The overweight web: Average web page size is up 15% in 2014

Bigger isn’t better when it comes to web pages, but the internet has continued to put on weight this year. According to the 2014 report from the HTTP Archive, the average size of a web page is up 15 percent this year to 1,935Kb — just shy of 2Mb (or 2,048 Kb) per page. This includes an average of 95 HTTP pull requests per page.

Part of the web bloat is from a rise in images and custom CSS on webpages. CSS sizes are up 24 percent while image sizes are up 21 percent. Flash on webpages is continuing a slow, expected march toward death and decreased 13 percent this year.

You shouldn’t be quick to blame the Retina iMacs (and their need for high-resolution images) for the extra image sizes though. As web analyst Craig Bucker shows, retina accounts for a small portion of devices. Instead the rise in responsive site design, sites that can be scaled from full screen to tablet to mobile, could lead to bulked up code. Bucker’s analysis points the figure at CMS templates and frameworks that come pre-loaded with a bunch of extra features and functions that sites don’t use, but that developers neglect to take out of the code.

Technology End 2013 End 2014 Increase
HTML 57Kb 59Kb +4%
CSS 46Kb 57Kb +24%
JavaScript 276Kb 295Kb +7%
Images 1,030Kb 1,243Kb +21%
Flash 87Kb 76Kb -13%
Other 205Kb 223Kb +9%
Total 1,701Kb 1,953Kb +15%

Web page bloat is nothing new bulking up is nothing new, and this year’s 15 percent increase is at a slower rate than the past two years. In 2013, it rose 32 percent — the previous year it had been up 30 percent in 2012. However, even though the growth rate has slowed, it’s still bad news as mobile usage is on the rise and more frontier markets come online. Larger pages mean slower download times and more data used on mobile. With data caps on most networks, pages that have a skinny load time may see a preference (and the traffic) from impatient mobile users.

Cosmos Browser uses SMS to provide web access without Wi-Fi or mobile broadband

In regions without mobile broadband, or where it’s still too expensive to have a data plan, other ways to connect to the web are always welcome. Say hello to Cosmos Browser, which provides web access using SMS so that you can view web pages without using Wi-Fi or even a lowly 2G network. Using Cosmos on Android, you enter a web address which is sent to back-end servers through a text message. The servers strip out CSS and JavaScript from the content at that URL, compress the information and sends it back via SMS. The host app then decompresses the site info and renders the HTML. Clever!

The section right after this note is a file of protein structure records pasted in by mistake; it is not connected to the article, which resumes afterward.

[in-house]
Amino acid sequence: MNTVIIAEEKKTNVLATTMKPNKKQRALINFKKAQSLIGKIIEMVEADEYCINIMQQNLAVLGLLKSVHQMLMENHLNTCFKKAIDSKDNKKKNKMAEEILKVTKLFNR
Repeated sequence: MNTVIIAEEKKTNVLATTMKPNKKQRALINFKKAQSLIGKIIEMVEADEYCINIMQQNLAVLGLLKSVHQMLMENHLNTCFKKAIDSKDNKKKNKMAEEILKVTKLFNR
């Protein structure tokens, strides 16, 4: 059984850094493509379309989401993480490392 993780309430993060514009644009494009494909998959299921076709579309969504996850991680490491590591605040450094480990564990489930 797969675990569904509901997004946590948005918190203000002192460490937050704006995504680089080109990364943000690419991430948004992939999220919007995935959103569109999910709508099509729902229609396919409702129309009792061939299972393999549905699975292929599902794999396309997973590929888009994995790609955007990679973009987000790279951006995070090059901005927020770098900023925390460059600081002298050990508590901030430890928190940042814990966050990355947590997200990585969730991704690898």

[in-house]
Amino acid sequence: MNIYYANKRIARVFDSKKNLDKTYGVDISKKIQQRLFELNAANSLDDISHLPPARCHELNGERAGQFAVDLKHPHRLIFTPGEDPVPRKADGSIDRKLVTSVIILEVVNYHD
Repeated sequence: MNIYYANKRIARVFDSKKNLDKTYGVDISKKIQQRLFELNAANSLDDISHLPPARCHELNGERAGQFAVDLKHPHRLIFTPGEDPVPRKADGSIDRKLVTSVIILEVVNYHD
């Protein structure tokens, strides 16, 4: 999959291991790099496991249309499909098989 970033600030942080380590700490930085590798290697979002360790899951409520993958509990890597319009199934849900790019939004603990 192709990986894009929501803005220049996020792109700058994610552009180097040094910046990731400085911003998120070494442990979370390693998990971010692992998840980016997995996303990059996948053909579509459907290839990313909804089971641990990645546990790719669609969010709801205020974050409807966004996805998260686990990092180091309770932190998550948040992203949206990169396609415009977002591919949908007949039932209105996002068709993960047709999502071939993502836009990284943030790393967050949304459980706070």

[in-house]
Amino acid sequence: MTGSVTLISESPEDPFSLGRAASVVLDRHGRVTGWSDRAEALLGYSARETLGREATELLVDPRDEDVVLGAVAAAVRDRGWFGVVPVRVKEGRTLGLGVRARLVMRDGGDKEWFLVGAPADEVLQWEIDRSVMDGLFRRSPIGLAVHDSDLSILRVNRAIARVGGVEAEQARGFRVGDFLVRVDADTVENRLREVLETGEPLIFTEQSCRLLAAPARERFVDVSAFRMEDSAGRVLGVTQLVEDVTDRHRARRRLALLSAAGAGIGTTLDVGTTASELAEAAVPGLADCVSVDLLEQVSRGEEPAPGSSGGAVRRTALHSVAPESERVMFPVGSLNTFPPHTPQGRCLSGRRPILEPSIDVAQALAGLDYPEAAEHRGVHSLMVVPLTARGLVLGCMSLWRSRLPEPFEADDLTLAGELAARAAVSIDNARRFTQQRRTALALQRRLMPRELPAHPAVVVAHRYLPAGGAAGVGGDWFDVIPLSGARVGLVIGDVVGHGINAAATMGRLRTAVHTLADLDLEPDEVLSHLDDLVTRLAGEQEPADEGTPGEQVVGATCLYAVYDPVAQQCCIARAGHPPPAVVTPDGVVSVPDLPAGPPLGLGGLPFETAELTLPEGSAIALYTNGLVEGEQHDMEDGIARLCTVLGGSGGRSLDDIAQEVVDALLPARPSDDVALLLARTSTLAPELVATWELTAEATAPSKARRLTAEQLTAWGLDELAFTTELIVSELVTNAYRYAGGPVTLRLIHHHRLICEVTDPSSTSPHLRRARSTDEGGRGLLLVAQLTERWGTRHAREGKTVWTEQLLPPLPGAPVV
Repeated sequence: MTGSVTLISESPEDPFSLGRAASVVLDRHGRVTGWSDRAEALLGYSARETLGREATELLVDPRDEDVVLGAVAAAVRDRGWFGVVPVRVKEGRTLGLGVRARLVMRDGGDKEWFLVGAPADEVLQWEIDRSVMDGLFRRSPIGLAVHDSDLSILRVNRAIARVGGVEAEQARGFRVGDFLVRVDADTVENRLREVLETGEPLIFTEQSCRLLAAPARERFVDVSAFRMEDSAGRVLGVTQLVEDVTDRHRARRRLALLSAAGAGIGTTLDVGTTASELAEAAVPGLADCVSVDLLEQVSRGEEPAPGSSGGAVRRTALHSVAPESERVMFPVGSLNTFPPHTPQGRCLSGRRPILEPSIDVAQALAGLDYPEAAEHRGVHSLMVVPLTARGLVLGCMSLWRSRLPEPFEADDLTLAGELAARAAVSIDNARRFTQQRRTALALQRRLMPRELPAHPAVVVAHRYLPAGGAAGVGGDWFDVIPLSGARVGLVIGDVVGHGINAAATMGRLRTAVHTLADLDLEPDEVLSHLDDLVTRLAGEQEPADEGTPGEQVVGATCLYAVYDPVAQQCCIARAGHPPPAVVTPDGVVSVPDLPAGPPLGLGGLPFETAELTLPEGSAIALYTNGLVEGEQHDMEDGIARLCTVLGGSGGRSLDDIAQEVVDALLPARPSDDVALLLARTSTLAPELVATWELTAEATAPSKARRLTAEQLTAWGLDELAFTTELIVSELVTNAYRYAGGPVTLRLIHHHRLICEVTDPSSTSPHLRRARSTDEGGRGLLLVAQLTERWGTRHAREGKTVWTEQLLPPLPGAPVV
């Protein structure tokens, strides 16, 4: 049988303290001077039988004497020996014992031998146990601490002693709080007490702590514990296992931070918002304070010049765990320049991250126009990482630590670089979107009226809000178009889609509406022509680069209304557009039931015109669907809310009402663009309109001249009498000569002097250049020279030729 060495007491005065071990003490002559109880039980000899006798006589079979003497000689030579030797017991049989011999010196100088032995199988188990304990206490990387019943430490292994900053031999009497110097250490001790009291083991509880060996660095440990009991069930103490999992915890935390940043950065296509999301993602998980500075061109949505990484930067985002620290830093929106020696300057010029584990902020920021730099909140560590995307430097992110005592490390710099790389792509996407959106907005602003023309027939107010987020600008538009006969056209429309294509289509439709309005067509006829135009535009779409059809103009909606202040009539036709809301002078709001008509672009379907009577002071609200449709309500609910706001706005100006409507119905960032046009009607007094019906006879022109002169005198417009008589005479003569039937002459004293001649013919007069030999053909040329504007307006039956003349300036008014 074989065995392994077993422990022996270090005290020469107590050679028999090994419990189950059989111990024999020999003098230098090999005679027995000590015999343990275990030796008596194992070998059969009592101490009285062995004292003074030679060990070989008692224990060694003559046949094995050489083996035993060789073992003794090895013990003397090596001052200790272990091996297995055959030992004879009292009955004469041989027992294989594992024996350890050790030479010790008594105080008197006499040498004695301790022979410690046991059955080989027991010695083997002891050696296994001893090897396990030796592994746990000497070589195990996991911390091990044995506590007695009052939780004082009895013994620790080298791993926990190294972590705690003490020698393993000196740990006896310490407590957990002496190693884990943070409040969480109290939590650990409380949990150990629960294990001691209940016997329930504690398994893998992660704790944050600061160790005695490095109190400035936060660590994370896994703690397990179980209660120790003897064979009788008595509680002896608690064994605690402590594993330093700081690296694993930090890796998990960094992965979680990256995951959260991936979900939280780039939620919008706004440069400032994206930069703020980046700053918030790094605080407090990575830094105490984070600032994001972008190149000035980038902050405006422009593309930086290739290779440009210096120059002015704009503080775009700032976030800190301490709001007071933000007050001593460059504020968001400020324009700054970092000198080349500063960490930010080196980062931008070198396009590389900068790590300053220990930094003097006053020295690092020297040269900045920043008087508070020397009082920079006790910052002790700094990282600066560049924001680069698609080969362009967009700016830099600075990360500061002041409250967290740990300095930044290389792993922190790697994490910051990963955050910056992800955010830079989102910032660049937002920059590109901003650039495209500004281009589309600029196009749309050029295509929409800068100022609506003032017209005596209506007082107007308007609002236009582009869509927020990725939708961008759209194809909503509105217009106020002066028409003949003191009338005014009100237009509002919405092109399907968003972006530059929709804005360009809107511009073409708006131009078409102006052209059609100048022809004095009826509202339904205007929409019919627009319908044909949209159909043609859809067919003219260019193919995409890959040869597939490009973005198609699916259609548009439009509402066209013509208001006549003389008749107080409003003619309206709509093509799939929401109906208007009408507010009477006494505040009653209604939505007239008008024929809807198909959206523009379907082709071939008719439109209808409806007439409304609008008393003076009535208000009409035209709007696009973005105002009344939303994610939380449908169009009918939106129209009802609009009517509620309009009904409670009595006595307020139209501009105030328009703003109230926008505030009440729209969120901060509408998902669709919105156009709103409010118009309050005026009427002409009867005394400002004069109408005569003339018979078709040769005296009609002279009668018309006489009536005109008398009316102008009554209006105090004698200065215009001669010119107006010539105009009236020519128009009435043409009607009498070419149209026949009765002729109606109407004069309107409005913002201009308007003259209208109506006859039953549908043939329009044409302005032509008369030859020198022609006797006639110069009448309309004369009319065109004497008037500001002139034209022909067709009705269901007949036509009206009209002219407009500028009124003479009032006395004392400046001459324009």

25 years after its invention, Pew data reveals how we view the web

When it comes to the internet, most Americans use it every day and view it as a beneficial source of communications in their lives. Four in ten adults view it as absolutely essential to their lives. As part of the 25th anniversary of the world wide web, Pew has taken a look at how the web and internet have changed our lives. The results won’t surprise you, but they are worth noting.

Mark Zuckerberg wants to teach Wall Street “the Hacker Way”

In Facebook’s IPO document filed Wednesday, Mark Zuckerberg dedicated a significant portion of his letter to something a bit out of the ordinary: Teaching potential investors about “the Hacker Way” and dispelling the negative connotation the word “hacker” has gotten in the mainstream media.

Twitter begins larger rollout of enhanced brand pages

Twitter on Wednesday switched on enhanced brand pages for accounts owned by National Public Radio, NBC News, Volkswagen, and others. This is the first batch of premium Twitter pages from companies other than the handful of launch partners who unveiled enhanced brand pages in December.